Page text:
LOS ANGELES (CN) – The woman at the center of Errol Morris’ documentary “Tabloid” claims the movie falsely portrays her as a rapist and prostitute, and says she was tricked into consenting to the film, partly by a false promise that its producers would save her service dog from extermination. Joyce McKinney, a former Ms. Wyoming, was caught up in a salacious British tabloid story in the late 1970s after she followed her fiancé, a Mormon missionary, to England.
In “Tabloid,” lead defendant Errol Morris, creator of “The Thin Blue Line” and “The Fog of War,” tells the story of what happened to McKinney 30 years ago.
McKinney’s lengthy Superior Court complaint claims the film falsely suggests that she flew to England from the United States, kidnapped her former lover, then tied him to a bed and raped him for days.
McKinney says she was “unwittingly tricked” into granting Morris an interview for what she believed would be a Showtime series about paparazzi. She says the filmmakers told her the series would offer her a chance to clear her name. Instead, McKinney says, Morris made an R-rated documentary that portrayed her as “crazy, a sex offender, an S&M prostitute, and/or a rapist.”
According to the complaint: “The film dredges up a long-dead tabloid hoax, the so-called ‘Manacled Mormon’ story. British tabloids concocted that story in 1977 based on false information that Mormons disseminated when McKinney tried to rescue her fiancé from the Mormons, which led to McKinney’s wrongful arrest for ‘carrying away’ her fiancé. Over thirty years later, ‘Tabloid’ revives the ‘Manacled Mormon’ story and takes it to a new, outrageous level.
“In September 2009, while Morris interviewed McKinney for the nonexistent Showtime television series, his cronies ransacked her luggage and stole personal photographs and memorabilia that she had planned to use for a book-memoirs based on her life. One of Morris’s cronies, Mark Lipson, repeatedly lied to McKinney in deceptive attempts to obtain her purported consent. The film promotes vicious and malicious lies about McKinney. It casts a positive light on various unscrupulous tabloid ‘journalists’ who created the scandal and who repeatedly insulted and slandered McKinney, questioned her character and morality, and accused her of raping a 300 pound, 6-foot 5-inch man.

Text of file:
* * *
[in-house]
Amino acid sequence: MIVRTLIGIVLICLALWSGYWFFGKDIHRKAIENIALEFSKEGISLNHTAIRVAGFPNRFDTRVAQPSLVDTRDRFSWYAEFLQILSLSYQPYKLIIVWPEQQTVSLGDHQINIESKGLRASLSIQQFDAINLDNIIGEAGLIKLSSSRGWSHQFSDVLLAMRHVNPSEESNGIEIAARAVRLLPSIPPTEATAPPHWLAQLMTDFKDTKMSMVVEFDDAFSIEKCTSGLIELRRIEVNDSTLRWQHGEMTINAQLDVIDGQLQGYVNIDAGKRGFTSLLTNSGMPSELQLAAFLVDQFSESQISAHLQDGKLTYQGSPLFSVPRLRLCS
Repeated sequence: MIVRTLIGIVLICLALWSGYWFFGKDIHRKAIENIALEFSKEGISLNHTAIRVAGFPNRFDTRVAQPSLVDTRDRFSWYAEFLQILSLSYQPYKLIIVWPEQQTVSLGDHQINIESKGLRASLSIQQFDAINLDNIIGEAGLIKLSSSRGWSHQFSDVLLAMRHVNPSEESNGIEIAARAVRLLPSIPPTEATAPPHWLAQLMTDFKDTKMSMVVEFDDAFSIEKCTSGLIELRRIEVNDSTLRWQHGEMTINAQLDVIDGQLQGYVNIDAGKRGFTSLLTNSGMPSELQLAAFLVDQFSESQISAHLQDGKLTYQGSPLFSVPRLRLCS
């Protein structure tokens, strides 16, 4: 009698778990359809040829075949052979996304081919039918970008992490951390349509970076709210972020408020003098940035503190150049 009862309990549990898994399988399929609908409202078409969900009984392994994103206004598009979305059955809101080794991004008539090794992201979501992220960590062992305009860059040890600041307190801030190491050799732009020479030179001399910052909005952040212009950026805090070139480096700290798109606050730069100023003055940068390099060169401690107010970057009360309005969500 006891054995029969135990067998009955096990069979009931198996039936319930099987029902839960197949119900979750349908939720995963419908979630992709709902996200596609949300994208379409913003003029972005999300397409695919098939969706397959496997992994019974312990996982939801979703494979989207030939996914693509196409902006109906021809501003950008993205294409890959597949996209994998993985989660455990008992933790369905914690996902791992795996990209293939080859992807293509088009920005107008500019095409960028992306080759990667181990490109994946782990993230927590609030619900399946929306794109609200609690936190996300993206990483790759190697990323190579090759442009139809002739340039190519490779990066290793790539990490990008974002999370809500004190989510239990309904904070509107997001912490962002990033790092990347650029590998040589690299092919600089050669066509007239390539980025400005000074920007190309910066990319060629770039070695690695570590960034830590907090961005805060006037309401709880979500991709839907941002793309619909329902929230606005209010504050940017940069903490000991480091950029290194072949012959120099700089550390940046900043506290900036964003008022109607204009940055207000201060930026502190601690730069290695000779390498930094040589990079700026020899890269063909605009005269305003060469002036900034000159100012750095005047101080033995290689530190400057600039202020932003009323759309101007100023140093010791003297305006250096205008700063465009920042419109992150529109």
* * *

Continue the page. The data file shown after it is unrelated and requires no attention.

“The film portrays McKinney as a prostitute. It portrays her as engaging in S&M for money, while flashing sex ads with pictures of women who are not McKinney. It portrays her with a hypodermic needle inserted in her genital area. It includes comments about ‘vagina dentata’ while showing an X-ray of a vagina with teeth, followed by a stolen photo of McKinney where the camera has zoomed in on her crotch, then pans up to her face. The film uses a stolen, innocent photo of McKinney in a college musical, ‘The Apple Tree,’ to portray her as an evil seductress. McKinney never authorized any of this.
“The deception was so disgusting that, in order to force McKinney under duress to sign a ‘consent,’ Morris’s crony Mark Lipson promised a desperate woman a lawyer to help save her service dog from being killed in a pound. In fact, no lawyer showed up for a critical hearing, and McKinney’s service dog was killed. Lipson and Morris were never honest with McKinney, and they exploited McKinney’s charm and story to line their own pockets.”
McKinney, who says she is “visually impaired,” claims she became embroiled in a legal battle to save her “beloved service dog Jazz puppy” from being killed by animal control officials. She says the defendants “knew of the situation involving Jazz puppy, saw it as making plaintiff vulnerable, and seized the opportunity to prey upon plaintiff.”
She claims that Lipson came to her house uninvited and told her that Jazz puppy would die if she did not sign the release.
“At one point, plaintiff clenched her hand tightly to avoid taking the pen that Lipson thrust at her and Lipson stabbed her hand with the pen, causing her hand to bleed, and screamed ‘sign it, sign it, or the dog will die!'” the complaint states.
McKinney says that on another occasion Lipson came to her house “bearing a birthday card and flowers, even though it was not plaintiff’s birthday. Lipson had a small camera hidden under his arm. Upset by Lipson’s conduct, plaintiff asked Lipson whether or not she was being filmed, and Lipson replied in the negative. Lipson also stated, ‘I have a gift for you – a bracelet. He gave her what turned out to be a cheap plastic pop bead bracelet, stating, ‘it’s a karma bracelet, you’re going to get what’s coming to you.'”
McKinney says that when she saw the movie at a documentary film festival in New York she “became extremely distressed, to the point of shaking and vomiting.”
She seeks damages for misappropriation of likeness, intrusion on seclusion, false light, defamation, intentional misrepresentation/fraud, breach of contract, intentional infliction of emotional distress, conversion, unjust enrichment and violations of California Business and Professional Code.
She is represented by Steven Tidrick, of Oakland.